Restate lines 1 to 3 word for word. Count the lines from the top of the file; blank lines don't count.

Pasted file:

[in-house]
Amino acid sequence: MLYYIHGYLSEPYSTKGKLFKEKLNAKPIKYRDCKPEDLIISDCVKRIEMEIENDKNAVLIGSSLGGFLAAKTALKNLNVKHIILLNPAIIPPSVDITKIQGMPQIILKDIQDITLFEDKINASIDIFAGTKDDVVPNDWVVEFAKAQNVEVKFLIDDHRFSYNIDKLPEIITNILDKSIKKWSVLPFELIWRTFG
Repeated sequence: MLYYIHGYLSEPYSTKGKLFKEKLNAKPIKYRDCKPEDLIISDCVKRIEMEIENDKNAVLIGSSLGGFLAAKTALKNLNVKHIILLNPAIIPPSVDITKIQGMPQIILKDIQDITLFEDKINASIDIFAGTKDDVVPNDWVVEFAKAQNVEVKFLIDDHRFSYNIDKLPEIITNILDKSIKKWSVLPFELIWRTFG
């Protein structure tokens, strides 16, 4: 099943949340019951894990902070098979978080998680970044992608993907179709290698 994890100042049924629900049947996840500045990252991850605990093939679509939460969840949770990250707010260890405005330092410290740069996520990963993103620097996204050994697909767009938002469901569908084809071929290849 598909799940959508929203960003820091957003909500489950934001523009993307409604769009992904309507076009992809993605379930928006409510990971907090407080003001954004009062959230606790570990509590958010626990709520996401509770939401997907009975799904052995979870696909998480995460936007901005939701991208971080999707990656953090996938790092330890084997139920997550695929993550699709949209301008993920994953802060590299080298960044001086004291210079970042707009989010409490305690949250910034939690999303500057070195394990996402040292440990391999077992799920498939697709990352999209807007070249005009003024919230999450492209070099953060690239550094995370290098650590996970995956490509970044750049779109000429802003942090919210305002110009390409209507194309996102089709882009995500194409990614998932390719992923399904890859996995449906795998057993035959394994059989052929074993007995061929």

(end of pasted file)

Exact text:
[in-house]
Amino acid sequence: MLYYIHGYLSEPYSTKGKLFKEKLNAKPIKYRDCKPEDLIISDCVKRIEMEIENDKNAVLIGSSLGGFLAAKTALKNLNVKHIILLNPAIIPPSVDITKIQGMPQIILKDIQDITLFEDKINASIDIFAGTKDDVVPNDWVVEFAKAQNVEVKFLIDDHRFSYNIDKLPEIITNILDKSIKKWSVLPFELIWRTFG
Repeated sequence: MLYYIHGYLSEPYSTKGKLFKEKLNAKPIKYRDCKPEDLIISDCVKRIEMEIENDKNAVLIGSSLGGFLAAKTALKNLNVKHIILLNPAIIPPSVDITKIQGMPQIILKDIQDITLFEDKINASIDIFAGTKDDVVPNDWVVEFAKAQNVEVKFLIDDHRFSYNIDKLPEIITNILDKSIKKWSVLPFELIWRTFG